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Foreigners say Brazil needs outside aviation help

Foreigners say Brazil needs outside aviation help
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First Published: Tue, Jul 24 2007. 06 59 AM IST
Updated: Tue, Jul 24 2007. 06 59 AM IST
Sao Paulo: An international air traffic controllers’ group said on Monday 23 July, foreign experts should intervene to fix Brazil’s chaotic air travel system, which the government has struggled to remedy for almost a year.
The call for intervention, which would have to be approved by the government, came just days after nearly 200 people were killed in Brazil’s worst ever plane crash and a radar outage over the Amazon forced scores of flights to change course.
“Brazilian authorities are too busy trying to save face. They’re putting the traveling public at risk,” Marc Baumgartner, president of the International Federation of Air Traffic Controllers’ Associations, told Reuters.
“We think they need an independent view,” he added. “It has the advantage of being neutral and it has worked before in other countries facing aviation crises.”
The federation, which has more than 50,000 members in more than 130 countries, previously criticized the government for trying to find scapegoats for the crisis instead of devising ways to prevent air travel from falling deeper into chaos.
Brazilian aviation officials responded to the call for intervention with anger, calling it a crude attempt to trample on the nation’s sovereignty.
“They’re a bunch of idiots wanting to intervene in our affairs,” Jose Carlos Pereira, head of Brazil’s national airport authority, told reporters. “Brazil doesn’t need international help. They should care for their air space and we’ll take care of ours.”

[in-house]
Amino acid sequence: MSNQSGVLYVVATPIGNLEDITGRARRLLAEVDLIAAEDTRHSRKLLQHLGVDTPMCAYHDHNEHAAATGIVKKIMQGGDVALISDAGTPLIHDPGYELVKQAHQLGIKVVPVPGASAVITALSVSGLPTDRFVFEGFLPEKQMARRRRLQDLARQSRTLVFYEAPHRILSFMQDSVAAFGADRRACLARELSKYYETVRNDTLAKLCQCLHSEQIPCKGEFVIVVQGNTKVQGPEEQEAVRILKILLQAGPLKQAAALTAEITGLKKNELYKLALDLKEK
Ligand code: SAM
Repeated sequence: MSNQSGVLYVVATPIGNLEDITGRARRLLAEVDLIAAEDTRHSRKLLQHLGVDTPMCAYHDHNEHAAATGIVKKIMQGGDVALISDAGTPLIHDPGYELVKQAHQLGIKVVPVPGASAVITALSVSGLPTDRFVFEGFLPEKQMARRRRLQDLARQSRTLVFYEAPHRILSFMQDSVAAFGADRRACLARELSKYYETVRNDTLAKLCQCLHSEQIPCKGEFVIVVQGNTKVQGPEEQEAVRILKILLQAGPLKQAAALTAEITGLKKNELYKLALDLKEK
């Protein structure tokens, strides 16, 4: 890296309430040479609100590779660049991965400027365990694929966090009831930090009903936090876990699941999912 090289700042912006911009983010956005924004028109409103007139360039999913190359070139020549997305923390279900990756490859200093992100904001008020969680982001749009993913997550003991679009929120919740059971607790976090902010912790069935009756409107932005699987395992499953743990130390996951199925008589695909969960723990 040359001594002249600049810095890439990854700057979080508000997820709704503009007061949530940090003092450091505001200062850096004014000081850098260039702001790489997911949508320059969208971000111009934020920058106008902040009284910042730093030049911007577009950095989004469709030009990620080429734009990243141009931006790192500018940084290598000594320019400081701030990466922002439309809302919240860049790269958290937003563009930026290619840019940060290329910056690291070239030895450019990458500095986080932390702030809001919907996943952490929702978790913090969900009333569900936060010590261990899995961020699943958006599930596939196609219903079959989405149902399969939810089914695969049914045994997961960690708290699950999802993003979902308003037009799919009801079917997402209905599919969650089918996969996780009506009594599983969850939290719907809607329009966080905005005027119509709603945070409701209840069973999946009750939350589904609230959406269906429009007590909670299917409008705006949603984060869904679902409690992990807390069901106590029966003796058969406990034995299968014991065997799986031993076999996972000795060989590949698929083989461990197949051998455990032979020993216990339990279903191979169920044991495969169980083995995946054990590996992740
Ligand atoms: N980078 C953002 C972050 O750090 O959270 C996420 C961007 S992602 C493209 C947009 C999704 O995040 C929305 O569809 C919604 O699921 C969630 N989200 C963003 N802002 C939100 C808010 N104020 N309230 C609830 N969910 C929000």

Air travel in Brazil has been chaotic since September, when a Boeing 737 operated by Gol Linhas Aereas clipped wings in mid-air with a private jet and crashed in the Amazon jungle, killing all 154 people on board.
Air traffic controllers, fearing they were being blamed for the accident, have staged periodic work slowdowns to protest what they call bad radar and radio equipment and poor pay.
Flight delays and cancellations have become routine, with irate passengers occasionally storming airport tarmacs and ticket counters in protest.
Too Little, too late
Hoping to appease frustrated travelers, the government has repeatedly declared the crisis over, only to face new rounds of delays and cancellations. It has also been harshly criticized for appearing to not take the crisis seriously.
The crisis worsened last Tuesday (17 July) when an Airbus A320 flown by TAM Linhas Aereas skidded off a rain-slicked runway at Sao Paulo’s Congonhas airport on landing and rammed into a nearby cargo terminal and gas station.
All 187 people on the flight and several more on the ground were killed in the crash, the deadliest in Brazil’s history. The death toll reached 198 over the weekend after authorities raised the number of casualties on the ground to 11 from four.
Firefighters are still searching for remains at the crash site, which the city plans to turn into a memorial.
Brazil’s aviation woes spilled beyond its borders this weekend when a radar glitch in the Amazon forced more than a dozen international flights to be rerouted, causing delays at several airports in the US.
Brazil’s Air Force, which oversees commercial aviation, said on 23 July, the outage was caused by a short circuit.
The latest crash put added pressure on the government to invest more in airport infrastructure and new radar equipment. On Friday, officials promised to build a third airport in Sao Paulo, reduce air traffic at Congonhas and reroute flights to the city’s international airport Guarulhos.
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First Published: Tue, Jul 24 2007. 06 59 AM IST